The British, meanwhile having already divided their forces upon France's entry - Germain dispatched 5,000 men to the West Indies - had divided them again, and the command of those forces as well. Clinton had returned to New York, where his 14,000 were pinned down overwatching Washington's army and the newly-arrived French forces under Rochambeau. Cornwallis had been left behind in the Carolinas with 8,000. which, after the rout of Camden must have seemed like more than enough to secure the entirety of the Carolinas and Georgia.

At this point the hopes of the rebellion must have seemed very slim, indeed. It was in this dismal autumn that the patriots surrounded MAJ Ferguson and his loyalist militias at King's Mountain in the hinterlands of the western Carolinas.

The destruction of Ferguson's forces was the first of a series of bloody hammerings inflicted on the British and Loyalists. MG Greene had, like Washington, realized that victory or defeat were not nearly as important as bleeding out the British troop units, 3,000 miles from their recruit depots. So first at Cowpens in January, then northward towards Virginia in February, and finally at Guilford Courthouse in March, Greene made Cornwallis divide his forces even further, abandon his supplies and lose men to ambush, desertion and disease. By the time the losses of Guilford had been absorbed, Cornwallis was finished with the Carolinas. It was his intention to march into Virgina, the colony he perceived to be the source of most of the rebel supplies and untroubled by war since 1776. Cornwallis believed that cutting the Virginia-Carolinas links would take both in a coup de main.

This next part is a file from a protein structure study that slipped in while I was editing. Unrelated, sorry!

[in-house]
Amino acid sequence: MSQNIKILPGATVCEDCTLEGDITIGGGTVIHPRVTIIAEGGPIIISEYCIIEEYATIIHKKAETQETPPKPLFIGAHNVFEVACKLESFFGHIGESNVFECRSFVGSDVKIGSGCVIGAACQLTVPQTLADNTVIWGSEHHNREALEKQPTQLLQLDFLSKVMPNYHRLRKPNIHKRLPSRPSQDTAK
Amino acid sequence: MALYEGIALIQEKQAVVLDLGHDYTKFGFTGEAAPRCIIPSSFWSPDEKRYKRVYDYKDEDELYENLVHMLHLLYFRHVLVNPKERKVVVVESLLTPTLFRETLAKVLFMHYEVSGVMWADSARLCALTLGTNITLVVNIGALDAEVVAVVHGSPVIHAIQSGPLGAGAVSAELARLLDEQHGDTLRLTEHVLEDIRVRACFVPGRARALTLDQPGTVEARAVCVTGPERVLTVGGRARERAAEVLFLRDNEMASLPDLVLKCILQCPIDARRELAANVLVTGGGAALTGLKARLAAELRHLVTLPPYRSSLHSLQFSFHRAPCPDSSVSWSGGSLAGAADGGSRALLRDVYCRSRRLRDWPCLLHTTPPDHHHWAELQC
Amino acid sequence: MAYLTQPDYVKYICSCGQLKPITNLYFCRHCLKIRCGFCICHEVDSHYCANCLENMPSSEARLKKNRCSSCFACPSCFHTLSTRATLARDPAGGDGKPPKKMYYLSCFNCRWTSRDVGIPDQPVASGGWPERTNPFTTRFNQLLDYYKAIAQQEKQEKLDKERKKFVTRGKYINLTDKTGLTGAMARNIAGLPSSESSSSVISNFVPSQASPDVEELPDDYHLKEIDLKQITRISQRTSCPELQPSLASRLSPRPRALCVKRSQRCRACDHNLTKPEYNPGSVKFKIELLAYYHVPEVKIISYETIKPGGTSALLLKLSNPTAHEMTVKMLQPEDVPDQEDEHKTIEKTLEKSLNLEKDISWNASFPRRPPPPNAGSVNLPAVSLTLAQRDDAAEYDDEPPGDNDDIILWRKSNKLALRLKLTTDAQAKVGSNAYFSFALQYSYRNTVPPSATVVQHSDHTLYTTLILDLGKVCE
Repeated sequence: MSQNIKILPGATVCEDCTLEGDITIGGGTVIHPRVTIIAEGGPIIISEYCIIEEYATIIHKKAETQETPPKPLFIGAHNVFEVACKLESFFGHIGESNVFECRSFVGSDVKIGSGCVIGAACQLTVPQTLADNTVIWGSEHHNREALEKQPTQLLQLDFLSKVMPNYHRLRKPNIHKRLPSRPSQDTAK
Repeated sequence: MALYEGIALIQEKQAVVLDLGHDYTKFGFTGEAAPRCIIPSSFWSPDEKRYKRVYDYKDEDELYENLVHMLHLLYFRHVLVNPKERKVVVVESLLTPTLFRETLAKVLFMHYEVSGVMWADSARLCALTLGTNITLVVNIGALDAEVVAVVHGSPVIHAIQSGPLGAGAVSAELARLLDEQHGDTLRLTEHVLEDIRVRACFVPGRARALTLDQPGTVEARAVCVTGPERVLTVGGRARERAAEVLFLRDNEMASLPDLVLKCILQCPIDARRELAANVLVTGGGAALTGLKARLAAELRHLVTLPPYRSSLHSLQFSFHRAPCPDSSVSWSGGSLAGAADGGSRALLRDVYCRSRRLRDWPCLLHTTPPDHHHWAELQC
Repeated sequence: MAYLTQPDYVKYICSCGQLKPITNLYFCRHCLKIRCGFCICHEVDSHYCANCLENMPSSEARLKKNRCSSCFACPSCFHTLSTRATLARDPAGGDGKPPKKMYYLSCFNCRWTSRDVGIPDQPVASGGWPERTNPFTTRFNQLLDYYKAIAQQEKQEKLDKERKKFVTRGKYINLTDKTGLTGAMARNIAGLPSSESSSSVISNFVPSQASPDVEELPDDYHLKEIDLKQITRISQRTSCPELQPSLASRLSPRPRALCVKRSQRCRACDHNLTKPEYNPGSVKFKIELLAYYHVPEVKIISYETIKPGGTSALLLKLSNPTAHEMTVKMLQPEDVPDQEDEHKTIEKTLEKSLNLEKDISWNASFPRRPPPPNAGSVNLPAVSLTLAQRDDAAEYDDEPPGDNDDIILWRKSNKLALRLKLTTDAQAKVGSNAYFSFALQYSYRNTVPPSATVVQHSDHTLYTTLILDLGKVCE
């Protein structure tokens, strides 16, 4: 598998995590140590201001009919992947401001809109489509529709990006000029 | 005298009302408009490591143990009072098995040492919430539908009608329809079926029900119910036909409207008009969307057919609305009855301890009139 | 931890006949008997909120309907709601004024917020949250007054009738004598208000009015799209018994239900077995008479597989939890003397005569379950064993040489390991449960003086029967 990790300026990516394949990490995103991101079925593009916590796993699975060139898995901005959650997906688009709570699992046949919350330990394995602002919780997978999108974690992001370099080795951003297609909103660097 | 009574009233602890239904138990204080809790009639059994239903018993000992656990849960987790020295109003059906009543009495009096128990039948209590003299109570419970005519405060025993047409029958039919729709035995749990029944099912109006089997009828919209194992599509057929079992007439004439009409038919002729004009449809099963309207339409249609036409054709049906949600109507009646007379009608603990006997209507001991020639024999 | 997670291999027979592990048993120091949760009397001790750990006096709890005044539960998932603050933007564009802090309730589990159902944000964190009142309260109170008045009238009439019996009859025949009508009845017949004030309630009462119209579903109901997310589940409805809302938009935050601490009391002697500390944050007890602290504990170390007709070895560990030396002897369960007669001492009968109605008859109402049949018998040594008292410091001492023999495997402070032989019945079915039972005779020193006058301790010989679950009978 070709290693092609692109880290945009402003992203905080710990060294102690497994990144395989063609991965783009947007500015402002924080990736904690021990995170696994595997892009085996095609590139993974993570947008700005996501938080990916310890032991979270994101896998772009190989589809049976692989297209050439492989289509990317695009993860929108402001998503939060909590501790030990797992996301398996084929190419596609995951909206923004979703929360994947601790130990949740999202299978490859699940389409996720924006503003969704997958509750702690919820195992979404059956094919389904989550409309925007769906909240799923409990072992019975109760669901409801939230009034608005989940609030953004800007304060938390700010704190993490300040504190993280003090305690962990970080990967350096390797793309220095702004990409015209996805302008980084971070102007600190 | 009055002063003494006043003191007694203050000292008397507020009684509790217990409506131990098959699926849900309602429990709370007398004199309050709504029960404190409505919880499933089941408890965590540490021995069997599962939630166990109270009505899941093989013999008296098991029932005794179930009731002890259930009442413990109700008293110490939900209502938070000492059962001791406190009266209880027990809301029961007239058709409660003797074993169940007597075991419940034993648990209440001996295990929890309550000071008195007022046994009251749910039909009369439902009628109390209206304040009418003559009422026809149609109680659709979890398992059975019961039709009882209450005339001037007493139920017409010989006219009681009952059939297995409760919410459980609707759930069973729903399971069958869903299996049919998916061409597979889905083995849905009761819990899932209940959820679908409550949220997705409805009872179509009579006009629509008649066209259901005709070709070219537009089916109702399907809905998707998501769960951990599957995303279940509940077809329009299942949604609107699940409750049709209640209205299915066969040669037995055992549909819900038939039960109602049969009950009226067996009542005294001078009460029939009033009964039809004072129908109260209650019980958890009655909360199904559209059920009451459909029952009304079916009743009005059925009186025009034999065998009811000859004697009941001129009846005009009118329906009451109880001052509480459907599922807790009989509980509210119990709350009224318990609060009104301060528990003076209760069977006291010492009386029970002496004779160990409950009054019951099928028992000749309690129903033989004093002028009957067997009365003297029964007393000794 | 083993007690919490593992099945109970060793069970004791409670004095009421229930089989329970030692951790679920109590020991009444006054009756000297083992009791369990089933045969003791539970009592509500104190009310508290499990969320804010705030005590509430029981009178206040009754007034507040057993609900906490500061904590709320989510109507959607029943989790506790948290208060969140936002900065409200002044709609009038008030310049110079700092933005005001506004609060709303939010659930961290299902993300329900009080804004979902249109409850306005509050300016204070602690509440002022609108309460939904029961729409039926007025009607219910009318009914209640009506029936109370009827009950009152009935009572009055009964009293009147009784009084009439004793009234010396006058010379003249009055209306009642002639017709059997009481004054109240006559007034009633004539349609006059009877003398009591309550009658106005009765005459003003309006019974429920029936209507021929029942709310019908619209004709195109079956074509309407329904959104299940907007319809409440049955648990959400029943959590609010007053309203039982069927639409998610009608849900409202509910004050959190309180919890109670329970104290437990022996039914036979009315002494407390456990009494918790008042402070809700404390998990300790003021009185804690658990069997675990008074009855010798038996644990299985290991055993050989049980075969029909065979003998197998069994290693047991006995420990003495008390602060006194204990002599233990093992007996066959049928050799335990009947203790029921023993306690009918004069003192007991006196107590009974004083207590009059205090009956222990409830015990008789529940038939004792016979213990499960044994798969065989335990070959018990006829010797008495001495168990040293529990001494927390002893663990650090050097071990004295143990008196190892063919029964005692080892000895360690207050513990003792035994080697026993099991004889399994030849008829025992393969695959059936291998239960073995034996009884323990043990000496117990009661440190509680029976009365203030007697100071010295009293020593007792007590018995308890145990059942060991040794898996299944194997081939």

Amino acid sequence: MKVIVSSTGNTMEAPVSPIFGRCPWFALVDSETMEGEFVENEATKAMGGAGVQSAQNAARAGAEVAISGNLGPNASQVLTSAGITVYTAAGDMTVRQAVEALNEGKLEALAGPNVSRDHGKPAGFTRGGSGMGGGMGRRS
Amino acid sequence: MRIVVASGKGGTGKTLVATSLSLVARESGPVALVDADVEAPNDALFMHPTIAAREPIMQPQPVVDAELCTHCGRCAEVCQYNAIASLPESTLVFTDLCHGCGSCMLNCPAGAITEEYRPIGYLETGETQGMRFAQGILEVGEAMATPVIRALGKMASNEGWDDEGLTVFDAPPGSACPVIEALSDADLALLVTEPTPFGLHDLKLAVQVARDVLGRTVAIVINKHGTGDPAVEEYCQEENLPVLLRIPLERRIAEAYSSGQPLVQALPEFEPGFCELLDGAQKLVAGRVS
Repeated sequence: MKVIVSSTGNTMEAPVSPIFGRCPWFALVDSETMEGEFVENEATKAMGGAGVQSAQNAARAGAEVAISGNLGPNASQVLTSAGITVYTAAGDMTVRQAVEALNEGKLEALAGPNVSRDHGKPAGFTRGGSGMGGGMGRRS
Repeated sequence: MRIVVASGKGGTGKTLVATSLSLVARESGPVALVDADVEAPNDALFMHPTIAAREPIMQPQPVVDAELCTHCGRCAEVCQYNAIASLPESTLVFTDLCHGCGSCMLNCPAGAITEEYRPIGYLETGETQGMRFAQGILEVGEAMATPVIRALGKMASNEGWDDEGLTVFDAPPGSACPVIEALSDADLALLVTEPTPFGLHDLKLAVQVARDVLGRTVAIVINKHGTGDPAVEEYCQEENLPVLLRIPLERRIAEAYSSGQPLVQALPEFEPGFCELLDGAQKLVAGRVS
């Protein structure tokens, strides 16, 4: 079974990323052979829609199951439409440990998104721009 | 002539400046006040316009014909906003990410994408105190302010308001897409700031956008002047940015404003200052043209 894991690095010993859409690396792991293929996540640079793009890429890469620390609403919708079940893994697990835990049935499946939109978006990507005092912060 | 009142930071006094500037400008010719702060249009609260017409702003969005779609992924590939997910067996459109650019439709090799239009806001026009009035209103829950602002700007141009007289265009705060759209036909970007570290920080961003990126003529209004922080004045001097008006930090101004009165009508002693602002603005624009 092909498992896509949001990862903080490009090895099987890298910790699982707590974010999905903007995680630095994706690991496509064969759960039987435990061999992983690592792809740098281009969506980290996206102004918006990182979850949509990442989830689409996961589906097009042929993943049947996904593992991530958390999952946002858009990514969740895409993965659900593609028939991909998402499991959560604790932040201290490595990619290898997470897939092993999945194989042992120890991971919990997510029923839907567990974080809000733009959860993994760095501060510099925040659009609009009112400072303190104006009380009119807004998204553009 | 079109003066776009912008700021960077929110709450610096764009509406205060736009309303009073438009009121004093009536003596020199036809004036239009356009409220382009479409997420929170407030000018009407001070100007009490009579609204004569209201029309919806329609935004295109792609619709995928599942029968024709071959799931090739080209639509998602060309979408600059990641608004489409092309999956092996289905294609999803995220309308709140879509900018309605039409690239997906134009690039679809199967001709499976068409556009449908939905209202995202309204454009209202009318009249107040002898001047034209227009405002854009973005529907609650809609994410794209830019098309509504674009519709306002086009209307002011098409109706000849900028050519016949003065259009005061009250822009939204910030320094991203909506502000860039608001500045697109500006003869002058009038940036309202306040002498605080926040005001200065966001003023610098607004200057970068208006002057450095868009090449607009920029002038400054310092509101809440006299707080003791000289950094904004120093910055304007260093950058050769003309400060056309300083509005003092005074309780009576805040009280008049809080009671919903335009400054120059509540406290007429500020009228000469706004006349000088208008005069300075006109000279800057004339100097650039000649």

In this he was acting against GEN Clinton's - his nominal superior - direct orders to concentrate at a port city and await naval support. Here the weird British command structure was at fault again, as Germain and Cornwallis planned this in a series of letters, bypassing Clinton (as at Saratoga) without informing him that the strategy Clinton thought he was effecting had been changed. As Cornwallis marched north from Wilmington, North Carolina in April he set out on the road that led to Yorktown.

The Sources: Again, we're dealing with a major event that occurred amidst a literate culture and engaged two major European and an emerging North American government(s). Aside from official records we have letters, diaries, histories and personal accounts of the campaign, the various engagements and the siege itself. Among the better recent concise works is part of the Osprey campaign series by Brendan Morrissey.

The Engagement: It wouldn't have been right, given that so much of the war in the American colonies was precipitated and exacerbated by mistakes, illusion and error to have the final campaign begin on any other note. So it should be understood that the entire rationale behind Cornwallis' move from North Carolina to Virgina in April, 1781 was an utter fuckup.

As we're discussed, the only significant rebel force in the South at the time was Greene's army. Cornwallis, like the British commanders before him, thought along conventional lines. Greene had fled the field at Guilford; therefore Greene was beaten. It only remained to mop up his army and flay the rebel logistical base in Virgina. He was ready to do the latter...and reports from Carolina led him to believe that his subordinate Rawdon had done the former at Hobkirk's Hill. Confident that the elusive devil Greene had been sent back to Hell, Cornwallis marched on.In fact, Greene HAD been defeated but, as always, defeated but not dismayed remained at large in the Carolinas, proceeded to mop up the British garrisons of North and South Carolina, and pen up Rawdon in Charleston. Cornwallis had abandoned the southern colonies in the mistaken belief that they were secure while his abandonment lost them to Britain permanently.